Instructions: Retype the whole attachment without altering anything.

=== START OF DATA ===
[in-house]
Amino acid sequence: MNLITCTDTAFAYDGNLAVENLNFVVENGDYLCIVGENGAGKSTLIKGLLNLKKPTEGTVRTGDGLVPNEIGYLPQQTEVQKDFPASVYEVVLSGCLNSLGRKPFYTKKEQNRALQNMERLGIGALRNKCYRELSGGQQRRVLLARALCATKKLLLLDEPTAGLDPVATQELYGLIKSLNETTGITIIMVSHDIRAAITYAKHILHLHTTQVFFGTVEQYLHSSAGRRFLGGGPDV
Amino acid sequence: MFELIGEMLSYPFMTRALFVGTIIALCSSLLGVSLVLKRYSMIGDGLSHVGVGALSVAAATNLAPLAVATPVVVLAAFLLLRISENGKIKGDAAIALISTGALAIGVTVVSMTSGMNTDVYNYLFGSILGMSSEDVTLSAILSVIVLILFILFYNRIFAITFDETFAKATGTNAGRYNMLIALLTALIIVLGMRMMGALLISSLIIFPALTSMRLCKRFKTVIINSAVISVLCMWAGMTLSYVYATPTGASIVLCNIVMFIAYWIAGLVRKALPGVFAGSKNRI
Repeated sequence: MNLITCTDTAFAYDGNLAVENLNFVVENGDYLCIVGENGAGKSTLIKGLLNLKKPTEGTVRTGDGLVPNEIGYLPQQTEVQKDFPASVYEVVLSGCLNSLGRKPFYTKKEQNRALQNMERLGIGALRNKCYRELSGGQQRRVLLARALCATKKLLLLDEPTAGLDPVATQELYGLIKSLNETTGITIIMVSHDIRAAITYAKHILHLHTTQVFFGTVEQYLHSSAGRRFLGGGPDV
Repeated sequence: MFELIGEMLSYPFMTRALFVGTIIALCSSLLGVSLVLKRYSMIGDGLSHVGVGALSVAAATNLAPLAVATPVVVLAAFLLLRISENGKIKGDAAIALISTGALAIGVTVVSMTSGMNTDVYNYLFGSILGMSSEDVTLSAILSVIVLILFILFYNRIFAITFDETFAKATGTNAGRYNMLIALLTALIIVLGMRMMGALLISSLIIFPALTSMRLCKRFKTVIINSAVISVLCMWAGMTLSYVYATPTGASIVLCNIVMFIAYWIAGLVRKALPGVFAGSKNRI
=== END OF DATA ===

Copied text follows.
[in-house]
Amino acid sequence: MNLITCTDTAFAYDGNLAVENLNFVVENGDYLCIVGENGAGKSTLIKGLLNLKKPTEGTVRTGDGLVPNEIGYLPQQTEVQKDFPASVYEVVLSGCLNSLGRKPFYTKKEQNRALQNMERLGIGALRNKCYRELSGGQQRRVLLARALCATKKLLLLDEPTAGLDPVATQELYGLIKSLNETTGITIIMVSHDIRAAITYAKHILHLHTTQVFFGTVEQYLHSSAGRRFLGGGPDV
Amino acid sequence: MFELIGEMLSYPFMTRALFVGTIIALCSSLLGVSLVLKRYSMIGDGLSHVGVGALSVAAATNLAPLAVATPVVVLAAFLLLRISENGKIKGDAAIALISTGALAIGVTVVSMTSGMNTDVYNYLFGSILGMSSEDVTLSAILSVIVLILFILFYNRIFAITFDETFAKATGTNAGRYNMLIALLTALIIVLGMRMMGALLISSLIIFPALTSMRLCKRFKTVIINSAVISVLCMWAGMTLSYVYATPTGASIVLCNIVMFIAYWIAGLVRKALPGVFAGSKNRI
Repeated sequence: MNLITCTDTAFAYDGNLAVENLNFVVENGDYLCIVGENGAGKSTLIKGLLNLKKPTEGTVRTGDGLVPNEIGYLPQQTEVQKDFPASVYEVVLSGCLNSLGRKPFYTKKEQNRALQNMERLGIGALRNKCYRELSGGQQRRVLLARALCATKKLLLLDEPTAGLDPVATQELYGLIKSLNETTGITIIMVSHDIRAAITYAKHILHLHTTQVFFGTVEQYLHSSAGRRFLGGGPDV
Repeated sequence: MFELIGEMLSYPFMTRALFVGTIIALCSSLLGVSLVLKRYSMIGDGLSHVGVGALSVAAATNLAPLAVATPVVVLAAFLLLRISENGKIKGDAAIALISTGALAIGVTVVSMTSGMNTDVYNYLFGSILGMSSEDVTLSAILSVIVLILFILFYNRIFAITFDETFAKATGTNAGRYNMLIALLTALIIVLGMRMMGALLISSLIIFPALTSMRLCKRFKTVIINSAVISVLCMWAGMTLSYVYATPTGASIVLCNIVMFIAYWIAGLVRKALPGVFAGSKNRI